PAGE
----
7 Best Ways to Show Your Emotional Intelligence in an Interview | CareerMetis.com

There was a time when technical expertise and understanding of the undercurrents of the industry were the decisive factors in landing a job. However, things have changed over the years, and the importance of human factor and related soft skills are now becoming as essential elements in consideration of candidates as technical expertise.

One of the central elements of soft skills is emotional intelligence, and the thing with it is that it is a secret weapon that can turn the cards in your favor during the job interview.

But first, let sort few things out.

What is Emotional Intelligence?

The term “Emotional Intelligence” refers to a set of emotion and self-control related interpersonal communication skills and the ways of these skills are applicable in certain situations.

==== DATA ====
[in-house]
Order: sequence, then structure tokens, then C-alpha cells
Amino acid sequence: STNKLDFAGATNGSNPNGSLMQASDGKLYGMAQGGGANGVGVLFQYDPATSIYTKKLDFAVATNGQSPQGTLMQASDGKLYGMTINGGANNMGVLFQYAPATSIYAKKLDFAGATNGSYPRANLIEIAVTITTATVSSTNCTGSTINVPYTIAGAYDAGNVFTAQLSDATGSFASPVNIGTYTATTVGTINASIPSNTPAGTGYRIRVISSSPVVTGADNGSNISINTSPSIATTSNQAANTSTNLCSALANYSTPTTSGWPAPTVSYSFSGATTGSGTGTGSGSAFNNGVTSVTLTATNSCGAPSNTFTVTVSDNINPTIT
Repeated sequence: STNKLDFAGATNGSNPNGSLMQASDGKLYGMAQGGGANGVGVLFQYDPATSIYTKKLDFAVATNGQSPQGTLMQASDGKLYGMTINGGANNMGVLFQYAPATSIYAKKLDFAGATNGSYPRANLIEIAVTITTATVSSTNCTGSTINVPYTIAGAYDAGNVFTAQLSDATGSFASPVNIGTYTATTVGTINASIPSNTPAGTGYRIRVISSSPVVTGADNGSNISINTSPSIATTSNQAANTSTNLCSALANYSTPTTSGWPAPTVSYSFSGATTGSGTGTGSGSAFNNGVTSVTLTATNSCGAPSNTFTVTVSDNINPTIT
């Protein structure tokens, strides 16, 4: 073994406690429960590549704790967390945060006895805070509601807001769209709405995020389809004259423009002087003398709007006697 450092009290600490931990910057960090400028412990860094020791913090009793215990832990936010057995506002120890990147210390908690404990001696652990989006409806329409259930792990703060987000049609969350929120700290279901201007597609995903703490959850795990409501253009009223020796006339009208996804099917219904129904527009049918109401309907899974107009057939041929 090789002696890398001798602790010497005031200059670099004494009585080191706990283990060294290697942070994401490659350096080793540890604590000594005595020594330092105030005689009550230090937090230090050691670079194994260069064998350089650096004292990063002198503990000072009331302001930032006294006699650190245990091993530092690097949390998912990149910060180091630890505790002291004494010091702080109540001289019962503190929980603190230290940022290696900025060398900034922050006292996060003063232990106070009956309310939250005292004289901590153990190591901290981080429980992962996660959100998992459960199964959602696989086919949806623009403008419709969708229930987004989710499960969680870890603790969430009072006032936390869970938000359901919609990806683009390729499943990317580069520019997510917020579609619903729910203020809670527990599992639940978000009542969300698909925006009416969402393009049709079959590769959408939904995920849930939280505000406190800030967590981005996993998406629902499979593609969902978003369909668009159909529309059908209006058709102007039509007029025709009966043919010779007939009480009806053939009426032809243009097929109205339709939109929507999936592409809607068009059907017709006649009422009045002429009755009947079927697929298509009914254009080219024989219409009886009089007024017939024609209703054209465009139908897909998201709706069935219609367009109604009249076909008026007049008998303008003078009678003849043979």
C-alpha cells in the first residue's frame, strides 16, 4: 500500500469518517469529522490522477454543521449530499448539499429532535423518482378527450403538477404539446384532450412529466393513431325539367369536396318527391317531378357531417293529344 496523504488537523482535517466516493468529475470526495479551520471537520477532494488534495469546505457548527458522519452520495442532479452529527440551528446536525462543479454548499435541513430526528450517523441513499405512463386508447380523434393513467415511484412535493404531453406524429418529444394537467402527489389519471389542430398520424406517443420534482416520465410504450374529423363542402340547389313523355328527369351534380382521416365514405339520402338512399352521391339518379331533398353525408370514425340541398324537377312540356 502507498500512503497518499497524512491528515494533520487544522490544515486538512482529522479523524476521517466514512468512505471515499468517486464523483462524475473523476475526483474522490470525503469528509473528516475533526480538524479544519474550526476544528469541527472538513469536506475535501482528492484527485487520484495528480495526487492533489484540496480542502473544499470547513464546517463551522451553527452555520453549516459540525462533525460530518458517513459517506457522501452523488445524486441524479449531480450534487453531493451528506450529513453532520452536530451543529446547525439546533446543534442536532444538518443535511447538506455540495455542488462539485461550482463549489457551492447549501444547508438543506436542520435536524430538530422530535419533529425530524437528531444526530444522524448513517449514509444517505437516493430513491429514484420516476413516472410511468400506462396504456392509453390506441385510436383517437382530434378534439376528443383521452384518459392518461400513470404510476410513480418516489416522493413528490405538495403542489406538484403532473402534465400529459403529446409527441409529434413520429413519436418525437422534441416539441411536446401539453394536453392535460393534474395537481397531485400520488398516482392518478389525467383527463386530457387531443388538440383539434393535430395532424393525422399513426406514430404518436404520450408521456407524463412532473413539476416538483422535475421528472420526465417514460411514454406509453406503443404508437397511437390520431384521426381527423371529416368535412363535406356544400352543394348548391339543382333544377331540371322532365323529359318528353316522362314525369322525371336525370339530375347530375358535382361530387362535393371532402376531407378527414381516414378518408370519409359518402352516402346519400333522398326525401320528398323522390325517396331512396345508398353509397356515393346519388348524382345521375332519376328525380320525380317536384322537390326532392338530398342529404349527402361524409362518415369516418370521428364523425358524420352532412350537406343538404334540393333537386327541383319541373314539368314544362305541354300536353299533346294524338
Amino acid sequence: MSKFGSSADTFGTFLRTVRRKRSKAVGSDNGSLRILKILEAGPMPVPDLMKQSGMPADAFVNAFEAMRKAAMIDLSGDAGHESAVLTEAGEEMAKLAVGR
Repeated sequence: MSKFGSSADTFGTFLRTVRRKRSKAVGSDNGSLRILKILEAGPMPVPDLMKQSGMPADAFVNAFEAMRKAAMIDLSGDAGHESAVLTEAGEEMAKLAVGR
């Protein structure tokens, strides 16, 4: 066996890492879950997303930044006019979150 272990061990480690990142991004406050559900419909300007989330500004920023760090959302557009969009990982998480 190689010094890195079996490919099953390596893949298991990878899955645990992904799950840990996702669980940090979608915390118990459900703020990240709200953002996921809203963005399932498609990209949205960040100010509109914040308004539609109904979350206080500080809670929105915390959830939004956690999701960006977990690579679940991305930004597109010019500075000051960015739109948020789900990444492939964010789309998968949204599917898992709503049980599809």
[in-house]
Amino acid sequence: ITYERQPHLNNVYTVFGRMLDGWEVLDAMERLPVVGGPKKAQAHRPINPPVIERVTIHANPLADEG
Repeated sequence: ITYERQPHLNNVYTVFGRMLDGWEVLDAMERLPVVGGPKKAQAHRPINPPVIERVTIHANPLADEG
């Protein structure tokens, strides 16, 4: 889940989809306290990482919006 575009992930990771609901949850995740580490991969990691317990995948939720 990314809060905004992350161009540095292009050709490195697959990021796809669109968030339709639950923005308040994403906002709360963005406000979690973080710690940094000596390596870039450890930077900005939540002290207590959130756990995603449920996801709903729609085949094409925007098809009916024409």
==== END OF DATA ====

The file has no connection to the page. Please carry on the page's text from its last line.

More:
The concept was first described in 1995 by Daniel Goleman in the study of professional interpersonal relations. Since then it became a staple of human resources studies.

In essence, emotional intelligence is an ability to understand in what emotional state you are and how to manage it to be more effective in performing your tasks, accomplishing set goals and also avoiding such things as conflicts, misunderstandings, miscommunication, interpersonal challenges, etc.

Best ways of showing emotional intelligence during the job interview

1) Listen, then act

Job interviews are built around a set of questions designed to showcase your understanding of the requirements of the vacant job position. They also, and equally importantly, provide you with an opportunity to present yourself in the best possible way. While the way you are answering the question is integral to the process – the process of perceiving information aka listening to the questions also matters.